Some birds, such as Orioles and Cuckoos, seem to be dispersing after nesting, others are less active now.

Woolchurch Pond.

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Green Herons are patient hunters.

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The pond at Jonas Green Park is home to many new Wood Ducklings.

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The remaining cygnet seems to be thriving.

Many Eastern Bluebirds are raising young.

I don’t often see Brown Thrashers at Greenbury Point.

Greenbury Point hosts Yellow Billed Cuckoos, but I don’t see them often.

Indigo Buntings are regular visitors.

You can always find Chipping Sparrows at Greenbury Point.

Goldfinches are doing very well at Greenbury Point.

I used to see Blue Grosbeaks more often.

This Great Egret was fishing near Jonas Green Park.

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Ospreys are doing well at Possum Point.

Yellow Breasted Chats regularly nest at Greenbury Point.

Who can pass up a singing Cardinal?

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This female Orchard Oriole posed nicely.

Sandhill Cranes at Bombay Hook NWR.

Graeme and I went to Bombay Hook yesterday and had our most successful trip yet. I also got a Virginia Rail (Lifer).

Black Skimmers, Terns, Egrets, a Common Yellowthroat, Eagles, Night Herons and others had us busy snapping photos for several hours. My count was over 1900 photos, the most ever.

There were plenty of flies, and it was getting very hot by 0930. Graeme has some hydrocortisone cream which was very effective for the insect bites.

A Double Crested Cormorant in silhouette.

 

We saw only two Bald Eagles.

There were many Forster’s Terns.

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A few Caspian Terns were fishing with the other birds.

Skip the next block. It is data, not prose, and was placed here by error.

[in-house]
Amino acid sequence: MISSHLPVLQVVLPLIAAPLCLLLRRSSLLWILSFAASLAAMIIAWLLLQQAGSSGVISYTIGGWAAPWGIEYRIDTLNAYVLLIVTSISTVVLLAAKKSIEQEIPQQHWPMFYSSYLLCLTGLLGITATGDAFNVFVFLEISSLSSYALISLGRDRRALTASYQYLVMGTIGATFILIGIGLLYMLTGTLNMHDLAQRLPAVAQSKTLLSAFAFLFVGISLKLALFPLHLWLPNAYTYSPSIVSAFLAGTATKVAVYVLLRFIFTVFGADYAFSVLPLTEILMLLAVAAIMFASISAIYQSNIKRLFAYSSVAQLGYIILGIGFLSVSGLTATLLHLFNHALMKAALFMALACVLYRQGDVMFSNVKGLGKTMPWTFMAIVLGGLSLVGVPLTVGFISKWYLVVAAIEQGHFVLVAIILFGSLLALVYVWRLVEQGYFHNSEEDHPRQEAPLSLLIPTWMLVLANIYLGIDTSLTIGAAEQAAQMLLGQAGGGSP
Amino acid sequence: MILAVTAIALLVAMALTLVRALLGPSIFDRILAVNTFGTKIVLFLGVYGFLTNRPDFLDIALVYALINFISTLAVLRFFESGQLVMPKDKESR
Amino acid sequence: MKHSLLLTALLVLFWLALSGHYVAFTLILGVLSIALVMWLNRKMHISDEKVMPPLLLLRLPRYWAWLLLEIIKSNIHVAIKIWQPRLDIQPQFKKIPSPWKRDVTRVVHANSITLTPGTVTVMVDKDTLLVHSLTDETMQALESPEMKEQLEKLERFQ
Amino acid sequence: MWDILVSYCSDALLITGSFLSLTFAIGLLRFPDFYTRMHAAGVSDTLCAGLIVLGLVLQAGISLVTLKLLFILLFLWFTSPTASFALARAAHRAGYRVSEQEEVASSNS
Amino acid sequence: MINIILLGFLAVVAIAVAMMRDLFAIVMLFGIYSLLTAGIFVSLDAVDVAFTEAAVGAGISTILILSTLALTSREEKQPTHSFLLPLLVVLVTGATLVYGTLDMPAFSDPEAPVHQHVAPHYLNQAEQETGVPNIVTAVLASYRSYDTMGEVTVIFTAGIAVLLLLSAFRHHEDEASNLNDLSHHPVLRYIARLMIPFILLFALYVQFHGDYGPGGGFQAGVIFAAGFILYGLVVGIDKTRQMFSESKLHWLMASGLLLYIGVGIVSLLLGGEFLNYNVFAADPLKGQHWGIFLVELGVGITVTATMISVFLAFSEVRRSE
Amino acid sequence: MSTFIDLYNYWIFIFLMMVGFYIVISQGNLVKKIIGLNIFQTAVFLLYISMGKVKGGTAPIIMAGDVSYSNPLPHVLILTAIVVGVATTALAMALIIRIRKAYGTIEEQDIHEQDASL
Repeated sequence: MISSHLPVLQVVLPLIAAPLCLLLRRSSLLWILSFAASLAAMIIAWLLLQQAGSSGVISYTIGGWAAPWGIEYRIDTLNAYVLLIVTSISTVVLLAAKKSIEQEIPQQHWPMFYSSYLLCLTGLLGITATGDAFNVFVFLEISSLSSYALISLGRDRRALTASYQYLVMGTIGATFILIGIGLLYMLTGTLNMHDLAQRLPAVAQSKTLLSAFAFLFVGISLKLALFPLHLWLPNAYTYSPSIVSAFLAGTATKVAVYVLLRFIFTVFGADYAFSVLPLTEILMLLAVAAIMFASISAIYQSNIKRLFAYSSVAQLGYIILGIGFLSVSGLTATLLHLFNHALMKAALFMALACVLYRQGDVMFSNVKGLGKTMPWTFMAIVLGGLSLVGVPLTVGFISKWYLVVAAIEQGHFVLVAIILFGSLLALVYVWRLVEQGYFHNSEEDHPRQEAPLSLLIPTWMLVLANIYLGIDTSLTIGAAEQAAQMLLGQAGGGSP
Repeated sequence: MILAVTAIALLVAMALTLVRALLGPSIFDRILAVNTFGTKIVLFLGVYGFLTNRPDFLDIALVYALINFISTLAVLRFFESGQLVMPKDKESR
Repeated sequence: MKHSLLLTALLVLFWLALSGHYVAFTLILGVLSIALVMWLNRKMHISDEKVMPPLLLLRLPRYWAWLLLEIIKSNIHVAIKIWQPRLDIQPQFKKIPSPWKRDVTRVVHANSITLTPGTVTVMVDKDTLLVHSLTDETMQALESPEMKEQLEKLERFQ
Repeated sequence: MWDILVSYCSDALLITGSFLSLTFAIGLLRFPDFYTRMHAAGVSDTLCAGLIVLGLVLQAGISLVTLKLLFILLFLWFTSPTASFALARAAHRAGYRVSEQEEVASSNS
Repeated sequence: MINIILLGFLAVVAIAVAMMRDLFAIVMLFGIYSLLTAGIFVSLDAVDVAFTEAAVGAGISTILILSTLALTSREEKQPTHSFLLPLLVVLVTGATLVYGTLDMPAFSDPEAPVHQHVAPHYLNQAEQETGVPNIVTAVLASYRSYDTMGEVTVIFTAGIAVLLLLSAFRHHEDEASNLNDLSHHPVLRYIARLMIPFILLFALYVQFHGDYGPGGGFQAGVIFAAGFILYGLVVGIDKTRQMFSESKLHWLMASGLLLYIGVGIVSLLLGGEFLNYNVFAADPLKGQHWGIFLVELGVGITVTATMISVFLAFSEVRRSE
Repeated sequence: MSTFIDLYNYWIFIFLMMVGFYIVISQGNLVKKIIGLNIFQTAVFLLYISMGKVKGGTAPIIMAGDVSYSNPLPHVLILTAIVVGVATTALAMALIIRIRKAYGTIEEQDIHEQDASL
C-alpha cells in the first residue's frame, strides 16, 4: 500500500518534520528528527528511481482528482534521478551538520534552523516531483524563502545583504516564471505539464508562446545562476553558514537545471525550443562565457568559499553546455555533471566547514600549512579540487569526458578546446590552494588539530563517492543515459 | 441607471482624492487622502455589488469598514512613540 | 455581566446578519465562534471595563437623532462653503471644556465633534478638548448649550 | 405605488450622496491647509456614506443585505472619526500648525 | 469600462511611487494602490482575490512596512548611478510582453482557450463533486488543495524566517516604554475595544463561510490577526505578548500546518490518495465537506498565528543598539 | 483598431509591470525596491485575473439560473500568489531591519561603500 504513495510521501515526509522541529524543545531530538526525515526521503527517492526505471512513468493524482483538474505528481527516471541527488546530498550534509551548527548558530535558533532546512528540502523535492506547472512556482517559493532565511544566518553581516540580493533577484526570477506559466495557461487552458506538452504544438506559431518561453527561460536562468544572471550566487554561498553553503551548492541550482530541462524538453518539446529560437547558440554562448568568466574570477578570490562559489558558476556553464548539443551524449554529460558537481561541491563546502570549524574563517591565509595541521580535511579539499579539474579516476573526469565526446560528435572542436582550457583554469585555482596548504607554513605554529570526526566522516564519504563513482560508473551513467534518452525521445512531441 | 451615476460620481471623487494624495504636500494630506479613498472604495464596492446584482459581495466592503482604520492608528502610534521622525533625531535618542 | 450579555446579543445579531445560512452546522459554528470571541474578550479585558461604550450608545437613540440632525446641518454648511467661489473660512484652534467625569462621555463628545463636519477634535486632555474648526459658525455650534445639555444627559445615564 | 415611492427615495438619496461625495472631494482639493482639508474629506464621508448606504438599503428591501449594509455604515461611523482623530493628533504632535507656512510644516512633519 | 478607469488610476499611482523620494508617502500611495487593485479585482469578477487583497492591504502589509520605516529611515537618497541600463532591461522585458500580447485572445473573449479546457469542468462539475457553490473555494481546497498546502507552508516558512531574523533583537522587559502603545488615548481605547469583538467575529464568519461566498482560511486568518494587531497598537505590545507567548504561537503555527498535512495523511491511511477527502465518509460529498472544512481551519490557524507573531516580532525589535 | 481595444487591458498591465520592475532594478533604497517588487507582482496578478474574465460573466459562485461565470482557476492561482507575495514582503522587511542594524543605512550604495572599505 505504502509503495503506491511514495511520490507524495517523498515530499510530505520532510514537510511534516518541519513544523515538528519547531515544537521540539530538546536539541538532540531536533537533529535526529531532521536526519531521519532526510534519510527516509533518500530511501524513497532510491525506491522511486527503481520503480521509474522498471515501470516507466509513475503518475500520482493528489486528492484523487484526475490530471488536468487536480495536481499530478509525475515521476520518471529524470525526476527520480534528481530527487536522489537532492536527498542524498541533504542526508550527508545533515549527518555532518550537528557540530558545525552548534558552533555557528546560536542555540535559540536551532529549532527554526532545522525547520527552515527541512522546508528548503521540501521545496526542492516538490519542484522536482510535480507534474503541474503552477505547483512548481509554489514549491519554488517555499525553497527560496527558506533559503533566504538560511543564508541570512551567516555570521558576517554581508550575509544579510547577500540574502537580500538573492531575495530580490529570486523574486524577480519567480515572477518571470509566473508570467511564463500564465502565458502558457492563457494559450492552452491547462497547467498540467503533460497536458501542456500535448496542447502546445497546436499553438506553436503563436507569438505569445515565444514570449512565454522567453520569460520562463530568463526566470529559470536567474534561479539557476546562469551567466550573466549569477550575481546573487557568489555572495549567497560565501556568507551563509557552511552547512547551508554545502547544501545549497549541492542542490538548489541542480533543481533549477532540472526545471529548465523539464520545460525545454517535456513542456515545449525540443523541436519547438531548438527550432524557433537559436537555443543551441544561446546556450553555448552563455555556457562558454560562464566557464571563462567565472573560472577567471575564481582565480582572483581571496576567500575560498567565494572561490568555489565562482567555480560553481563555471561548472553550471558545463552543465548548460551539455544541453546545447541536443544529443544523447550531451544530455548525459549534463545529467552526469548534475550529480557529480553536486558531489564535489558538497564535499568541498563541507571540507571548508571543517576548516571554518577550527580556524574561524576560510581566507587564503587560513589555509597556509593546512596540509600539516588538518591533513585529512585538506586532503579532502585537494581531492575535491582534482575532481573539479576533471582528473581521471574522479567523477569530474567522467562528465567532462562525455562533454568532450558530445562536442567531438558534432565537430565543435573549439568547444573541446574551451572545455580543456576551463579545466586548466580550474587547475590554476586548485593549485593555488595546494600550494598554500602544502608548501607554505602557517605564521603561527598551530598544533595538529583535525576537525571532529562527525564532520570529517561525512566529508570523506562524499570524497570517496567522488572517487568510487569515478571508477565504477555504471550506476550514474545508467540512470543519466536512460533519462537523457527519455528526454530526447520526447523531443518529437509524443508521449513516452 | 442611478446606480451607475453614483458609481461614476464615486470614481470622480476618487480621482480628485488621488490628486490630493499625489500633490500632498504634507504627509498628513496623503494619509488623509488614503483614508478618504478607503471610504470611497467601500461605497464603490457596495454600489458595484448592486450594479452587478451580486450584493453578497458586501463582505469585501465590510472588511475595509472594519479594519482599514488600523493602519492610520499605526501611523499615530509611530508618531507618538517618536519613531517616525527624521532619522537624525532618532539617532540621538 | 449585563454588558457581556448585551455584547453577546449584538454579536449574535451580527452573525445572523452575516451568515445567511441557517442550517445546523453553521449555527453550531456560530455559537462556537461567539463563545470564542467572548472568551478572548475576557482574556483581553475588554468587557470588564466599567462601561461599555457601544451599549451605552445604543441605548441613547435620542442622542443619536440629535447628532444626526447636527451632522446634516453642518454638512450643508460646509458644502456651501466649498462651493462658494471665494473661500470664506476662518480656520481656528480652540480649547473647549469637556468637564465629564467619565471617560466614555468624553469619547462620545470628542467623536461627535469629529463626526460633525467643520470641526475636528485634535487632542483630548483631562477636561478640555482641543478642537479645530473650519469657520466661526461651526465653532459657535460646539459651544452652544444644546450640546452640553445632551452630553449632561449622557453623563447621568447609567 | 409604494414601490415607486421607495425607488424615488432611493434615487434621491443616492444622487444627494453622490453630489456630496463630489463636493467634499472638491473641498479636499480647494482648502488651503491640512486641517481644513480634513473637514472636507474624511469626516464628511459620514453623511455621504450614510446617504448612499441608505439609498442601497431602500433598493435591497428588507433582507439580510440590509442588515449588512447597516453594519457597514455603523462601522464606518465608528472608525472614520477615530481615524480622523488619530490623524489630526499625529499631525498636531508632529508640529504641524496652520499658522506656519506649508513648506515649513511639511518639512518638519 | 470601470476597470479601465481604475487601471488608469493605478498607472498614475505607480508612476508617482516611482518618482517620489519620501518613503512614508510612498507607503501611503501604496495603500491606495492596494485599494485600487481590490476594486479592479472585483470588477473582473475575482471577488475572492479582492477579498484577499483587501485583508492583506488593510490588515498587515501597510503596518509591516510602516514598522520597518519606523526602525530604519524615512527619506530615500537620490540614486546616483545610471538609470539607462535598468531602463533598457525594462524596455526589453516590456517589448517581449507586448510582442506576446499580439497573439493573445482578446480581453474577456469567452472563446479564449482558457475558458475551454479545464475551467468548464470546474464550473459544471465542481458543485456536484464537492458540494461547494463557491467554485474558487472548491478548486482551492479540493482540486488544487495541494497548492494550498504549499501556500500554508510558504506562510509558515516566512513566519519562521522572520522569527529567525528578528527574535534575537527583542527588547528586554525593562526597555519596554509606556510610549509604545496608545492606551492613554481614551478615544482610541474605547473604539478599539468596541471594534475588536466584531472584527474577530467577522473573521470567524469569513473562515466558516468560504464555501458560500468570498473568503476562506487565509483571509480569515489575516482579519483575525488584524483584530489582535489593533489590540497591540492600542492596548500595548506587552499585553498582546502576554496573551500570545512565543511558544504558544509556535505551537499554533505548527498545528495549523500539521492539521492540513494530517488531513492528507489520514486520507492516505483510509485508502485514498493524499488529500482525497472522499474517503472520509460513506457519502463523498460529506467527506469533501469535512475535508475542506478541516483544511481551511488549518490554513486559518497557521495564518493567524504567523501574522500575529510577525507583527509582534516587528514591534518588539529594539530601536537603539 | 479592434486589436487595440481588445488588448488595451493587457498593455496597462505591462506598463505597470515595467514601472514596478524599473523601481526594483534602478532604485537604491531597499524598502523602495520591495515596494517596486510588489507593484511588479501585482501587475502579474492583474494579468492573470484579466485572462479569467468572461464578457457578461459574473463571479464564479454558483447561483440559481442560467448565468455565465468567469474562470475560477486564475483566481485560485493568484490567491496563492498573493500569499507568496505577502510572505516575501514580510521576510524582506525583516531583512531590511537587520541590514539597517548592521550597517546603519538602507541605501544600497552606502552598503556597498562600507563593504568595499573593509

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Common Yellowthroat Warbler.

 

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Virginia Rail, a first for me.

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This Ruddy Duck didn’t migrate.

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Mute Swans are regulars.

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Two Green Herons were fishing in a small pond.

 

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We found 8 or more Black Crowned Night Herons.

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Wood Duck ducklings were numerous.

Many Egrets were feeding in the pools.

This Snow Goose should be long gone.

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We were lucky to find these Sandhill Cranes, who are rare visitors.

Trumpeter Swan Cygnets.

About three years ago I found a pair of Trumpeter Swans near me in Annapolis, MD. The trumpeter Swan Society said they were juveniles and wouldn’t mate for a while yet. They are generally monogamous and mate for life.

Last year it looked as though they were going to mate, but it didn’t happen .This year they started nest building  in early April, and started incubating in late April. This can take over a month, and I found three cygnets this morning.

I’ve got a lot of photos and video, so I’ll just try to post the best of the lot.

This video is from 6/1/22

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These Cygnets are probably two days old.

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Peek-a-boo!

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Trumpeter Swans are the largest flying birds, with big feet and very large eggs.

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I figured out how they were approaching the pond and managed to get some flight shots.

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This was taken at their other hangout,. a pond which has a high embankment.